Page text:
86  •  Body Reshaping through Muscle and Skin Meridian Therapy homeopathic  doctor prescribed home­ opathic antibiotics for 60 days. After that, her symptoms were relieved but her digestive system seemed weaker than before. She traveled to southern Asia for several weeks and had severe cold symptoms during the trip. After returning home, she felt unwell and experienced digestive issues. She noticed that her abdominal area was enlarged and was still getting larger. She felt as though she were heavier each day. This was accompanied by lower back pain and knee pain. She tried to exercise and diet, but it aggravated her leg pain and back pain. She visited several doctors for blood tests, was diagnosed as having a thyroid problem, and medication was prescribed. Several alternative practitioners recommended nutritional supplements and vitamins. A therapist prescribed antidepressant ­medications. She took the cocktail of pills. She enjoyed drinking alcohol in social settings and just for fun. She worked as a client services manager. During the weekend, she visited her family and slept on the couch. She talked and laughed far more than is usual. Observations

She looked tense and her whole body felt tight, and she seemed emotionally tight. During the initial sessions, she talked and laughed constantly with her friend. When I checked her skin, she had a fussy manner and was irritated. She almost shouted from pain when I applied gentle pressure. It was difficult for me to observe and palpate. Her body had lipedema on her arms and lower back to legs, and especially the side of the hip and thigh area had large fat deposits. Unlike ordinary lipedema, her condition showed extreme tension on the stretched

skin area. That is why she could not tolerate touching. On the back of her leg and inner side were bulging veins and spider veins, and the ankle and dorsum of the feet were swollen like balloons. Her abdomen had similar patterns. Both lower and upper fatty tissue deposits on the skin area were tense and seemed as though the outer shell was ballooning, which prevented palpation of the internal organ system. Her rib cage and shoulder were raised, and it was hard to palpate her neck because the shoulder area congestion was covered neck and face. The right-side rib cage had some deformed shape compared with the left side. It looked bigger and protruded. When I tried to push lightly, she felt severe pain on the liver area. Her skin was dry, but she had acne on her face and neck area. Her legs felt colder than other body parts and were X shaped, and she had flat feet. Treatment Plan and Assessment

Her conditions represented type S, including types P and M2. She had been struggling for the previous five years and took several effective hormonal medications. She clearly shows the tension type of symptoms. Her leg shape, raised rib cage, and lower back pain indicate type M2. It is thus important to explain the treatment duration for type S and possible side effects during the treatments. For example, she had a lipedema condition underneath skin tension; once the tension was reduced, what remained was uneven, bumpy skin that had expanded but was not flexible enough to shrink as the tension beneath decreased, and it appeared as though the area beneath the loose skin was waterlogged. This is when people think that the situation has become worse or there was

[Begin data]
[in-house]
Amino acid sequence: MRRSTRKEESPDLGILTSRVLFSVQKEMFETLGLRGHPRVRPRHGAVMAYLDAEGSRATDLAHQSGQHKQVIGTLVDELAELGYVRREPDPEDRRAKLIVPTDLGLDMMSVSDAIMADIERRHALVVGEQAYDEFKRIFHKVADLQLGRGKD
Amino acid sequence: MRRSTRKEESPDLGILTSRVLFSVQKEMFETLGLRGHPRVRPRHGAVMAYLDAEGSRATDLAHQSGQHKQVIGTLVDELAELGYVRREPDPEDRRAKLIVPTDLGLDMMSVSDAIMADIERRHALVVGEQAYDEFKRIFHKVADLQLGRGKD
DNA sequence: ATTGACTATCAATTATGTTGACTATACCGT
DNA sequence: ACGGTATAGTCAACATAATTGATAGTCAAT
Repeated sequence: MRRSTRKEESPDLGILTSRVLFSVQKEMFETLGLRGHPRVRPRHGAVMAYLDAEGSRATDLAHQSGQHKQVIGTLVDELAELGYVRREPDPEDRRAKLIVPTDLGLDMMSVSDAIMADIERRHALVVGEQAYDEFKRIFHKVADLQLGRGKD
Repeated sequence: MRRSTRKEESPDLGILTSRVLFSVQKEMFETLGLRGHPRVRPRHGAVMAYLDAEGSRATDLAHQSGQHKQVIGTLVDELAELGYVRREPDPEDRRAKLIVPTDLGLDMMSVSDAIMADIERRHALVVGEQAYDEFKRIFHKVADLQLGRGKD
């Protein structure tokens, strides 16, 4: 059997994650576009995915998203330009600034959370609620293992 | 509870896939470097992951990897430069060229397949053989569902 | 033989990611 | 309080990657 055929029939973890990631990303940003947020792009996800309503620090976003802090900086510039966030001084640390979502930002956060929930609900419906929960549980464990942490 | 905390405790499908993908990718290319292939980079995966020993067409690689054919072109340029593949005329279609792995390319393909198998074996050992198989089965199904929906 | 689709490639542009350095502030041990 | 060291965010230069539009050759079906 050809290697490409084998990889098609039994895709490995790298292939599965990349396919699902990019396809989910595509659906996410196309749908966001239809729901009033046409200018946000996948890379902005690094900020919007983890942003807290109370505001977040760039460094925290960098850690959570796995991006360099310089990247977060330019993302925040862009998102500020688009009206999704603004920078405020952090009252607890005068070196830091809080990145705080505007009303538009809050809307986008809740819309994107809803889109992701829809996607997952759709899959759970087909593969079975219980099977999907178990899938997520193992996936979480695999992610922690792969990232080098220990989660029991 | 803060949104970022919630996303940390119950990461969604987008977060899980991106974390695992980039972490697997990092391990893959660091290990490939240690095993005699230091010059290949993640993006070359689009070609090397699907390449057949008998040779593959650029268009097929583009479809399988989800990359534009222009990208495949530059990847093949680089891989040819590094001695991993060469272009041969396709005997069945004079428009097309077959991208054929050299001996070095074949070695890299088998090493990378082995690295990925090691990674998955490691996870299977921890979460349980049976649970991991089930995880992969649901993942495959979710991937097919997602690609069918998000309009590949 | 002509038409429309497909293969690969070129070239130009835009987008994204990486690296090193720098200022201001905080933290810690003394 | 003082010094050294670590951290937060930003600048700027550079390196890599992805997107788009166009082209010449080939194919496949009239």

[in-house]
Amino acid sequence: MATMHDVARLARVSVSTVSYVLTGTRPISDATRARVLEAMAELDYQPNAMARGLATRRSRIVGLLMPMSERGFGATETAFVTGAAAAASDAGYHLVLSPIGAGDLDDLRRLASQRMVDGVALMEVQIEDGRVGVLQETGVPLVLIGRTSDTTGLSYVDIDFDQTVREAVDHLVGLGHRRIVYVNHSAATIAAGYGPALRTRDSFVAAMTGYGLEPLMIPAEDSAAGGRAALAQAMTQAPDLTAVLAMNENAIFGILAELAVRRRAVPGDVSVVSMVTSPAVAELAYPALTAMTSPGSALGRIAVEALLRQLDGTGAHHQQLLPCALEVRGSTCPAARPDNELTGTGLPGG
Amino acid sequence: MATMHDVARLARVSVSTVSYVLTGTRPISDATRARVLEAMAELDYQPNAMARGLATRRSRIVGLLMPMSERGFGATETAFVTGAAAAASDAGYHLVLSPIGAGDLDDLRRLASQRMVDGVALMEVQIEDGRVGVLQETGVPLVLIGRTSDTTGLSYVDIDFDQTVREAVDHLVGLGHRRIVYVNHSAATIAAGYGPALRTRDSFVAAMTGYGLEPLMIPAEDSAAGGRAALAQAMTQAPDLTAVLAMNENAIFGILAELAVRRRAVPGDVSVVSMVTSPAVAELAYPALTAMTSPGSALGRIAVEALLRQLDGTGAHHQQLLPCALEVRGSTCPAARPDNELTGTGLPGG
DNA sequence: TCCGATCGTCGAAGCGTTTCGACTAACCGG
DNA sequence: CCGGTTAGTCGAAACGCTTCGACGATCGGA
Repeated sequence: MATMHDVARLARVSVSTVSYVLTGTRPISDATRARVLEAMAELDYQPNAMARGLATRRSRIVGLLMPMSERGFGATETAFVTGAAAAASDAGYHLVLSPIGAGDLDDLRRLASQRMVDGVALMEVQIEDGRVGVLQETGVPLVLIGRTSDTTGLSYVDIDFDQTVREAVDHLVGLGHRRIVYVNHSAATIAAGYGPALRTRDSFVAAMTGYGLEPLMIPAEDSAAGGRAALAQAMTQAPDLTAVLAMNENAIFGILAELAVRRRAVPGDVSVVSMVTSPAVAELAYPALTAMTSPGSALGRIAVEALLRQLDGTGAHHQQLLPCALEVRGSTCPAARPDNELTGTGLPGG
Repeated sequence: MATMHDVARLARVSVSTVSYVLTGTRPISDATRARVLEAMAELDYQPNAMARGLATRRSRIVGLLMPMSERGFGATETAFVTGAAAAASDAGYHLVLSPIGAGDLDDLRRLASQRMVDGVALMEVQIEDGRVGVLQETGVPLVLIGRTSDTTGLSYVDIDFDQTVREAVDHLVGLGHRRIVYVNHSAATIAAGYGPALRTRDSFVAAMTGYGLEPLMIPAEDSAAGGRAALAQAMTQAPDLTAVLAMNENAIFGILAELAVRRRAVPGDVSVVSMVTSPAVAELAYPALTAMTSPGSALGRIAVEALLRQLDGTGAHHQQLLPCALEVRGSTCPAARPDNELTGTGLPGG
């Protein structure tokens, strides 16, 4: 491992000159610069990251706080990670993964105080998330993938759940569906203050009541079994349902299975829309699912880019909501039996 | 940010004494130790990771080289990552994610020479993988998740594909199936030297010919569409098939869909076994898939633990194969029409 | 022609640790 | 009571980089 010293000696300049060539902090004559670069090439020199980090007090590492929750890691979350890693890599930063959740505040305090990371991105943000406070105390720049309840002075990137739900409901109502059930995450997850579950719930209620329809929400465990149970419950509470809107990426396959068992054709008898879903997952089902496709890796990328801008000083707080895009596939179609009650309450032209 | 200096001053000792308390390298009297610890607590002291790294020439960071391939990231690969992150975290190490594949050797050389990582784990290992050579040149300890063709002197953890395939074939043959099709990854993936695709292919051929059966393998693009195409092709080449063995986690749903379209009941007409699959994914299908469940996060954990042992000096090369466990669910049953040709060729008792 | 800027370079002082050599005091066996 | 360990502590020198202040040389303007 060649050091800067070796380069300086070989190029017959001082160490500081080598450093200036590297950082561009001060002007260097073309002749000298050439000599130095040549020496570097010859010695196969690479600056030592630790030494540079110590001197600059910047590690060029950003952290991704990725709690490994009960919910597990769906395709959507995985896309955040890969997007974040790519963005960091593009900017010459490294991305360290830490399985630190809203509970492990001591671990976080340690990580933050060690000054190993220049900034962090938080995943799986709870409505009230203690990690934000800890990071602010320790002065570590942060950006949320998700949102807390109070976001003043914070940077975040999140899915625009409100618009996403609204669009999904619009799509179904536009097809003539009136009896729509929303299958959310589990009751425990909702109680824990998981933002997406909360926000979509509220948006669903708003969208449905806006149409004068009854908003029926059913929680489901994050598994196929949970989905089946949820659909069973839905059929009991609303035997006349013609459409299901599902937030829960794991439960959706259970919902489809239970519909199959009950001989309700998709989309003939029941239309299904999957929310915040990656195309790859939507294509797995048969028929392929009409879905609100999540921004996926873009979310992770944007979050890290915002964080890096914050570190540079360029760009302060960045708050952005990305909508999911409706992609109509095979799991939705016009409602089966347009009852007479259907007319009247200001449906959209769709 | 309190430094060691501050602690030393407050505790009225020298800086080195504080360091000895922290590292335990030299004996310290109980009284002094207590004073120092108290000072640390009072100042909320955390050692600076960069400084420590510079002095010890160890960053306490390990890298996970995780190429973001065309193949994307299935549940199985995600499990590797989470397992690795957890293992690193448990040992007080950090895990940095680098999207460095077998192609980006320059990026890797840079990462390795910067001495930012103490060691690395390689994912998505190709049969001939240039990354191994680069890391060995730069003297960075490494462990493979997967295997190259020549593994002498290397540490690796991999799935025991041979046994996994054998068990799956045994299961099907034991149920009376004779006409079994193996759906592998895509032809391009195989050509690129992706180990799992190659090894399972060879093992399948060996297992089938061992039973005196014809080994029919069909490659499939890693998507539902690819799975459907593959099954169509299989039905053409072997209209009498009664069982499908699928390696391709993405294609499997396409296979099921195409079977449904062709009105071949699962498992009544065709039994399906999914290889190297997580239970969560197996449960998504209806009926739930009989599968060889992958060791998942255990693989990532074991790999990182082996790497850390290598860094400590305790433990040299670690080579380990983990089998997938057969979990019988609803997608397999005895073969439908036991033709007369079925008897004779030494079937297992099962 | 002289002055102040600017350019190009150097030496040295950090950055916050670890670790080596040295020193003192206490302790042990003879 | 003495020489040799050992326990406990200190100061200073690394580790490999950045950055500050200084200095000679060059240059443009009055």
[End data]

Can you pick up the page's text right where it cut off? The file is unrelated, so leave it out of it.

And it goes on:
Six Body Types  •  87 extra weight gain. However, the treatment can be continued and improve skin tightness and peripheral blood vessel dilation, remove extracellular water, and so forth. As she had tension and pressure symptoms, treatment was started with hyperthermal therapy and GIR for reducing the tension on the abdominal area for breathing and circulation. For several sessions, only her abdominal area was treated with heat methods. Body fluid drops appearing as a sweating condition indicated that the tension was being released. After releasing the abdominal tension, the breathing muscle was treated with muscle meridian acupuncture techniques. In the meantime, she was recommended a half-body bath, soaking only the lower abdominal area, and waiting until her forehead began sweating. She was also recommended to keep the ankle area protected with a comfortable pressure band. This is for ankle blood pump facilitation. Instead of vigorous exercise, she tried to move her ankles and feet gently and slowly

while lying down and during bath time for daily exercise. Her multiple cocktail supplements were stopped, except the thyroid medication, which was prescribed by a medical doctor. She stopped drinking alcohol. Subsequently, she stopped the thyroid medication at the end of spring 2015. Now we are working on postural correction in the torso area. She still looks big and has not much changed her outlook, but I can palpate her ribs, abdominal muscles, and hip muscles individually. Her back pain is reduced and her spinal condition better, which can be seen in the separation between the neck and shoulder. When I touch her skin, she no longer complains, and the acne has cleared. During the last two years, she was promoted at work and traveled on several occasions. She has progressed well and is ailment-free, without the use of any medication. Most of all, she is confident about her health and now manages her condition.

This page intentionally left blank

6 Anatomical Approach: Types M1, M2, and M3